The often-overlooked Burning of the Bridge diorama does an effective job of explaining the Civil War Battle of Wrightsville and the subsequent burning of the Susquehanna River bridge connecting Wrightsville and Columbia in late-June 1863. It’s located in a former post office at 124 Hellam Street and is open from 1-4 p.m. Sundays until Oct. 28. After that visit, stop by the Historic Wrightsville Museum. (See another photo of a reenactment of sorts of the burning of the bridge below.) Also of interest: Battle of Wrightsville – Rare photograph of the battlefield
Much has been written about the bold move by a Hanover businessman to purchase the old Electric Map familiar to generations of visitors to Gettysburg.
Scott Roland plans to display the map as an attraction in Hanover, where it will appear with another exhibit showing the Battle of Hanover.
That’s a wonderful project on the eve of the 150th anniversary of the Battle of Gettysburg. It’s sure to draw people to Hanover, site of an often-overlooked cavalry clash that resulted in 300 dead, wounded and missing military men in blue and gray.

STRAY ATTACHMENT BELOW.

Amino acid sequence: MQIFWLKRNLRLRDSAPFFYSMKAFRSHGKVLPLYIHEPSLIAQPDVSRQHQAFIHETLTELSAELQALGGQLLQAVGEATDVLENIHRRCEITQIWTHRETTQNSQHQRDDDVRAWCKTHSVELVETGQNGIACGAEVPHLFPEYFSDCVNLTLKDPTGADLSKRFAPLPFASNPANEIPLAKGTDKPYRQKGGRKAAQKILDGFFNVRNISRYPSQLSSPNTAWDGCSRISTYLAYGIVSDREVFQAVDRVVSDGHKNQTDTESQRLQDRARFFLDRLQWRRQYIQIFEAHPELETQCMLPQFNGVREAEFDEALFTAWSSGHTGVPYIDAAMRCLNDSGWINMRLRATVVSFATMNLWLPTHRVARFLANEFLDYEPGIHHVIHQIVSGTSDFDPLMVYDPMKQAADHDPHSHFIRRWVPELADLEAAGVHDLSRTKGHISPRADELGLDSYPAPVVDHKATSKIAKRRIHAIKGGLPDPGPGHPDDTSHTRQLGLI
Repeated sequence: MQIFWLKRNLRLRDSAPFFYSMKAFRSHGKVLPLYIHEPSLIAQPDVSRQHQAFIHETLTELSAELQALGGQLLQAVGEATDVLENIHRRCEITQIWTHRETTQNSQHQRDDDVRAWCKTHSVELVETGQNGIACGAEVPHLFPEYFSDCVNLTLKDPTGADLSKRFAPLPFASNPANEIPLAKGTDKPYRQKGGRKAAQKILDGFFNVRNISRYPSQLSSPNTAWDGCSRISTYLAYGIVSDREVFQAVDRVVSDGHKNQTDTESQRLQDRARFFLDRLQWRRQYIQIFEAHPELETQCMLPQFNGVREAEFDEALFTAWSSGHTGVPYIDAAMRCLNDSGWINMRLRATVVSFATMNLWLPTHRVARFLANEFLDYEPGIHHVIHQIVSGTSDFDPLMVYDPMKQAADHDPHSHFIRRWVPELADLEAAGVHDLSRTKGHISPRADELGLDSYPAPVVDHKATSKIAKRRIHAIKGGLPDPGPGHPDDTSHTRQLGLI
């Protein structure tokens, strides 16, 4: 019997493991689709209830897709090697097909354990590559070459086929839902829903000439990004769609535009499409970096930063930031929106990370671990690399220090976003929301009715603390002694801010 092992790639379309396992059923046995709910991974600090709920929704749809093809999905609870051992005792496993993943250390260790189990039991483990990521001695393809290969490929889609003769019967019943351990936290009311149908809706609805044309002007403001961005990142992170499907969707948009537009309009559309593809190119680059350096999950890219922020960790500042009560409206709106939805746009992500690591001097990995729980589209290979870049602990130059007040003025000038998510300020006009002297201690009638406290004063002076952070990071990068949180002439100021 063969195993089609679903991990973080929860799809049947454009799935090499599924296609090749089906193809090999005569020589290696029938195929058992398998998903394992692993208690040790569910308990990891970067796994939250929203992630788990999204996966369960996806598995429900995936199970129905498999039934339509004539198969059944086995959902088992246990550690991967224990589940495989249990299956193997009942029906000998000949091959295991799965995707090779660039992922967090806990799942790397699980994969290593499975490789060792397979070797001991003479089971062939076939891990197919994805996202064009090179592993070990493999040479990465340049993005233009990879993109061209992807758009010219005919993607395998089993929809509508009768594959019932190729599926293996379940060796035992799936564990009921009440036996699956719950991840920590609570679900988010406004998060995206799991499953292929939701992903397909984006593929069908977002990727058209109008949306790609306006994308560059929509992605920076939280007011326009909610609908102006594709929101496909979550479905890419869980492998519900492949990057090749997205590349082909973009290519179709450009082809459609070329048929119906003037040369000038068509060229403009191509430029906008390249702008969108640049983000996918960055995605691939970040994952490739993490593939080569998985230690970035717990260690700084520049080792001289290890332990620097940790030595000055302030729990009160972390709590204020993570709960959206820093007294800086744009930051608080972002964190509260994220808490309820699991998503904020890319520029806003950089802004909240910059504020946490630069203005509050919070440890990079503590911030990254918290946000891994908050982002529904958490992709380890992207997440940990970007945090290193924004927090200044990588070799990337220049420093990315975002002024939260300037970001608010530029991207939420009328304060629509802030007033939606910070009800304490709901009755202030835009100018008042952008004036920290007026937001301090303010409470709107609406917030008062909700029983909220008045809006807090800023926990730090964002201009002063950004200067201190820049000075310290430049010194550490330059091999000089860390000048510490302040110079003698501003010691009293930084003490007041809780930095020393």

It gives an opportunity to remember another map or diorama explaining the other major battle on York County soil — the Battle of Wrightsville.
Along the old Lincoln Highway in Wrightsville sits a small building, a former post office.
Today, it houses Historic Wrightsville’s Burning of the Bridge diorama.
The exhibit, complete with sound and light show, does an effective job interpreting the Battle of
Wrightsville and the subsequent burning of the covered bridge that stopped the Confederate advance possibly to Harrisburg and Philadelphia.
“The story told by the narration is one of adventure and history,” a description of the diorama at historicwrightsvillepa.org states.
If the diorama in Wrightsville models the overall battle, ‘Bridge Burner’ volunteer Chuck Storm lights firewood on one of the old bridge supports in the Susquehanna River in a past reenactment of the burning of the covered bridge. That support actually held the bridge that was burned in 1863 to stop the Confederate advance.
Other neat stuff from all over … .
Challenged intersection: Something that came across in the reporting on the now-demolished Rocky Ridge Motel. The Glen Rock exit off of Interstate 83, site of the old motel, is known as a “failing intersection”, meaning its late 1950s-vintage ramps and exits don’t meet the modern standards of an interstate.
A bike brand: This weekend is Bike Night, Harley’s open house and the White Rose Thunder event at the York Expo Center. These events surely reinforce the connection of York with two-wheel motorized bikes. Background: Check out these photos and stories about Harley-Davidson in York and Harley’s new plant tour – From frame to ‘final dress’
Blog post of the day: Yorkblogger June Lloyd writes about the just-released Journal of York County Heritage, a publication of the York County Heritage Trust.
Forum of the day: An Exchanger is reflecting on York’s newstands, past and present. Join in the conversation.